Why I decided to go back to vanilla React

I’ve done some prototype work to demonstrate the benefits of a data access layer between client logic and persistence. Along the way, I’ve become a big fan of GraphQL. Though I like React, it was not the low(er)-code approach I had hoped it would be (though, hey: no jQuery!). I tried mixing in Redux to simplify coding further, but there were disappointments there as well.

React is conceptually simple: a component may contain state and receive props. React will monitor changes in state and will re-render that component and any child components that might be affected by the state change. State is passed to children though props (element attributes). Some built-in React component methods are called in the process, each of which may be overridden as needed (to avoid, say, unnecessary re-renders).

One of the first resources I turned to when learning React was Bucky Robert’s series. Bucky does a good job in explaining concepts simply and informally. You get the gist of how React works, which is what you need when getting started.

Thus forearmed, I wrote some React code. At first this went very well. Yet as my hierarchy of components grew more complex, tracking the relationship hierarchy of each component, along with all the props being passed, became confusing.

Are <section> and <aside> in the same container? What about <nav>?

When learning React, it helps to make a clear distinction between presentational components and container components. Presentational components are the elements shown on the page. Container components are the components that maintain state for their child components. Container Components may be presentational, container, or both. Containers are smart and have state logic. Presentation components are dumb and are mostly templated HTML that handle the presentation of passed-in props.

At first, it can be hard to see what components influence each other and share state and thus need to belong in the same container. You will need to shuffle around state and redo the property passing, as it becomes clearer what components are to work together. This is what is what is referred to as “refactoring”.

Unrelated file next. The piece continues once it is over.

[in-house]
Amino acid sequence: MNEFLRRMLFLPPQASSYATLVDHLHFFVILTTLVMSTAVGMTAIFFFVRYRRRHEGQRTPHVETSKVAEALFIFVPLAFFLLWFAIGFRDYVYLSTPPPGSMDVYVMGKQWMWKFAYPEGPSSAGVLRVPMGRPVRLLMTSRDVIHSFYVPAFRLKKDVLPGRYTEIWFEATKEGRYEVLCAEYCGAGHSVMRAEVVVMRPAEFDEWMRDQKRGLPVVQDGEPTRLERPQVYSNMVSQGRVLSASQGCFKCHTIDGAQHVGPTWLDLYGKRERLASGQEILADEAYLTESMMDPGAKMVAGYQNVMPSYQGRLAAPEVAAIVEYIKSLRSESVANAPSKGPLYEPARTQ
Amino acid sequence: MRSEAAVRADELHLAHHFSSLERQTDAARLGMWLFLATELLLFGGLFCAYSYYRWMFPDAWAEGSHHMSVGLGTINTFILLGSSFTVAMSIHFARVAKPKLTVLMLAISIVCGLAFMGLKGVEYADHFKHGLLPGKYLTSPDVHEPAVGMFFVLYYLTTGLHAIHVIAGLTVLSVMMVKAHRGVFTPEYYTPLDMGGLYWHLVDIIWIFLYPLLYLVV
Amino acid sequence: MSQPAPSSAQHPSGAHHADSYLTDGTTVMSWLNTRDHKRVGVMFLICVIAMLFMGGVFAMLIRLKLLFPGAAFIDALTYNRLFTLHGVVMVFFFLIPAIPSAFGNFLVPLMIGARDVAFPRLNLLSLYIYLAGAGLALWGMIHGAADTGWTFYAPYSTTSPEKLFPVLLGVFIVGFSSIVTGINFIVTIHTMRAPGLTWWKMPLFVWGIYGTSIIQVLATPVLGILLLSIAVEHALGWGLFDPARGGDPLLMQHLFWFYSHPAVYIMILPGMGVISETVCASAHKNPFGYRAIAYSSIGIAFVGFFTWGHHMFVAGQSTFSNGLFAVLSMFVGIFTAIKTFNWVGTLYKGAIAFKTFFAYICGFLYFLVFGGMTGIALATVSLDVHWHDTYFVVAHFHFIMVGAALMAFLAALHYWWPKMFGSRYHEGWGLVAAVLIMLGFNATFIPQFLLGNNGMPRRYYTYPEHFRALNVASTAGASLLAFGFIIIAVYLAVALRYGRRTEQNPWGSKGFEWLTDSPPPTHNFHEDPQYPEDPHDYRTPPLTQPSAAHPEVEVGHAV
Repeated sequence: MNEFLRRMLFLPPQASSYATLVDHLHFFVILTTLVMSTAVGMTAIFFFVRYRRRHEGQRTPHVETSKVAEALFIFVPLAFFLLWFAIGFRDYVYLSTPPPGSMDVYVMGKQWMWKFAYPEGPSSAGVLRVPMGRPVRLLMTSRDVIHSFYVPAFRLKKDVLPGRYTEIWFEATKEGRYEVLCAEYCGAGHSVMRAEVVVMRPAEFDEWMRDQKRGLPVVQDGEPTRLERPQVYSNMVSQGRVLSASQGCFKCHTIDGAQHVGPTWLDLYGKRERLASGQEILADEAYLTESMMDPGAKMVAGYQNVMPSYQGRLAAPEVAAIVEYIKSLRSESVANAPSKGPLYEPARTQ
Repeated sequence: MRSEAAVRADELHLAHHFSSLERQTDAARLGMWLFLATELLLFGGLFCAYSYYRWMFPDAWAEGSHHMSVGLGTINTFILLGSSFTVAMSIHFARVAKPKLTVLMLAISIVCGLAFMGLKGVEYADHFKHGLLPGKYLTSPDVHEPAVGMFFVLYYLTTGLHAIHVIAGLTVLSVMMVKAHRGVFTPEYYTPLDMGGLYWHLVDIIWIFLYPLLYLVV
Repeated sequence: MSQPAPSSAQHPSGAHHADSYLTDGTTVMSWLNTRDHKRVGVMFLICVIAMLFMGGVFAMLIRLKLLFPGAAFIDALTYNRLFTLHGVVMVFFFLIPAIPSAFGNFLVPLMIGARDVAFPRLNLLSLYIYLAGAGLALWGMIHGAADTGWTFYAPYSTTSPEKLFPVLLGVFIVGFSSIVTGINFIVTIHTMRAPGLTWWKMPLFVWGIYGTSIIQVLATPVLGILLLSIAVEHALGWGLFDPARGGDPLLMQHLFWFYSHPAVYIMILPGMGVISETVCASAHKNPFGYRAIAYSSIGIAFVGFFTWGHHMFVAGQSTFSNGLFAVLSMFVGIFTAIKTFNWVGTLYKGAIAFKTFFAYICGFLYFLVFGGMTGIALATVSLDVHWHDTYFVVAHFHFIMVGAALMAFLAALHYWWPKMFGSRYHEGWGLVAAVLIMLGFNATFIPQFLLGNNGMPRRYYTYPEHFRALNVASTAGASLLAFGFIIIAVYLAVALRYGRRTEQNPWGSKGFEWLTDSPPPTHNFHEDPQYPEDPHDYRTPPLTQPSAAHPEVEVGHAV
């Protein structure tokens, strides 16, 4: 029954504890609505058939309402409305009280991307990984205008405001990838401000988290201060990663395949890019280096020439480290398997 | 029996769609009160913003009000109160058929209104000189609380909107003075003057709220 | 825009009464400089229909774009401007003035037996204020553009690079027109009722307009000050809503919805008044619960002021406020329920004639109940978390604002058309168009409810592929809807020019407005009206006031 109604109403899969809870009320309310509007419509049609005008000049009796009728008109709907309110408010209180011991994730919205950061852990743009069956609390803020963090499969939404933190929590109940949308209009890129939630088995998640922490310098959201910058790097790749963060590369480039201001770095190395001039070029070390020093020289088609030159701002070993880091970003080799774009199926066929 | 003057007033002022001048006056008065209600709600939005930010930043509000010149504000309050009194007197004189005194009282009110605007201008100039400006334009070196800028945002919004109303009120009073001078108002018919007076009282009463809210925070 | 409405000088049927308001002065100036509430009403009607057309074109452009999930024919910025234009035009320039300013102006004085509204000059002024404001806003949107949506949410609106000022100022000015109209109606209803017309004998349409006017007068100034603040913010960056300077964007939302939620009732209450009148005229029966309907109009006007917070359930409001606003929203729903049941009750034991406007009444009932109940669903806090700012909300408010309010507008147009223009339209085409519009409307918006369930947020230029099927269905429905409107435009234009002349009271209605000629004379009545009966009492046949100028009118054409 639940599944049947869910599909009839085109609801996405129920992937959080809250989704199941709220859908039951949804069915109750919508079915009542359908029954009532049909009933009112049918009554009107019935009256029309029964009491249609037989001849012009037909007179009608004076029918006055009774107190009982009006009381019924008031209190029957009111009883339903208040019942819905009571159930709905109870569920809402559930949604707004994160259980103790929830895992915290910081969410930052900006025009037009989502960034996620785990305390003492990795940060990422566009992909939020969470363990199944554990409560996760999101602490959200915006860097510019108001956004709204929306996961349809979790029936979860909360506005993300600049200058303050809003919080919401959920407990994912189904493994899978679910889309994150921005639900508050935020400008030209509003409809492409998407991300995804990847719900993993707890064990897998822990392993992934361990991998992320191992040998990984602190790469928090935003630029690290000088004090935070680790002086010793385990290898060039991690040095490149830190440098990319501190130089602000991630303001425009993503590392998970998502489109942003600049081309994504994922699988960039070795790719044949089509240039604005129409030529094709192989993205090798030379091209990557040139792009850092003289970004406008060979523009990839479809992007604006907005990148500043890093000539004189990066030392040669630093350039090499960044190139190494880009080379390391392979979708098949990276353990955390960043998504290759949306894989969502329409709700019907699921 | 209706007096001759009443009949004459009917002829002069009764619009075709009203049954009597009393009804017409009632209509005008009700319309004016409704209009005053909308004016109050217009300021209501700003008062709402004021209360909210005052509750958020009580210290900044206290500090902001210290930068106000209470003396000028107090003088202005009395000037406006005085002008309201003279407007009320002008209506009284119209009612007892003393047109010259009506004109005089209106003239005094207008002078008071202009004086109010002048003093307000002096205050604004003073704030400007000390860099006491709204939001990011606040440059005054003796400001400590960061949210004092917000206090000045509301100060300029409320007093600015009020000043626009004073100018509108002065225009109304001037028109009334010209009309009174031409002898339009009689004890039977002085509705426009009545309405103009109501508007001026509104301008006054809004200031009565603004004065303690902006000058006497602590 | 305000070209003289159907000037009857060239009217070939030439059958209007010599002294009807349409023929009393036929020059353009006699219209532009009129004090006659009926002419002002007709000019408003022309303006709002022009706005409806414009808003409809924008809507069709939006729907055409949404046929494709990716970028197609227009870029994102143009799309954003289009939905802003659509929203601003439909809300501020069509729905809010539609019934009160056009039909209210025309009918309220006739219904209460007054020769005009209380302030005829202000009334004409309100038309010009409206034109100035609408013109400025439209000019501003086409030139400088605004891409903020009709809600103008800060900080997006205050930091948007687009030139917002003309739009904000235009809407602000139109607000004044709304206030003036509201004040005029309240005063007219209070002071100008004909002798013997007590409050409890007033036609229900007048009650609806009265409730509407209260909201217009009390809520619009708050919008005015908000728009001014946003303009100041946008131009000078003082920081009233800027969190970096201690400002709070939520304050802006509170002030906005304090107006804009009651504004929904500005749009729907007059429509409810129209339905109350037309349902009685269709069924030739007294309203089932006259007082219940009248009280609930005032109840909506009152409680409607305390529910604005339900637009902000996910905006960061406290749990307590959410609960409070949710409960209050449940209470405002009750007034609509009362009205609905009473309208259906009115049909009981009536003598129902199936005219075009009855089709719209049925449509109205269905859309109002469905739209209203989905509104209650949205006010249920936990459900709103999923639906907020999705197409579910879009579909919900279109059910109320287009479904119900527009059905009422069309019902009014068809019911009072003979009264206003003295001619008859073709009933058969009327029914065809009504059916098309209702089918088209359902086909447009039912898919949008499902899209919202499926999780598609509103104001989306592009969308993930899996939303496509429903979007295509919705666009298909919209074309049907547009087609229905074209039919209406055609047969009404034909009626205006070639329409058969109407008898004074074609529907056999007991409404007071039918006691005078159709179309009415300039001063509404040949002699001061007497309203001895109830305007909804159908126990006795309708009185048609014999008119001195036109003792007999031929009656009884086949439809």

Props, props, and more props

All changes go through properties. Most tutorials show this by passing each prop by name from the root container component on down through all the children, where each child component picks the properties it wants and ignores the rest.

Let’s take an example from React’s own docs:

function Welcome(props) {
  return <h1>Hello, {props.name}</h1>;
}

function App() {
  return (
    <div>
      <Welcome name="Sara" />
      <Welcome name="Cahal" />
      <Welcome name="Edite" />
    </div>
  );
}

The Welcome component takes a set of properties or props. It uses the prop called name to display a personalized welcome message. The containing component is an anonymous <div>. It passes names to the Welcome component for three people.

That’s all well and good. But what happens when you want to display not just (first) name, but last name, address, email, and phone number in the Welcome component?

function Welcome(props) {
  return <div>
     <h1>Hello, {props.first_name} {props.last_name}</h1>
     <ul>
       <li> email: {props.email} </li>
       <li> phone: {props.phone} </li>
       <li> address: /* mercifully omitted */ </li>
     </ul>
  </div>;
}

function App() {
  return (
    <div>
      <Welcome first_name="Sara" last_name="Smith" email="...", phone="...", address={/*address object*/}/>
      <Welcome first_name="Cahal" last_name="Murthi" email="...", phone="...", address={/*address object*/}/>
      <Welcome first_name="Edite" last_name="Franco" email="...", phone="...", address={/*address object*/}/>
    </div>
  );
}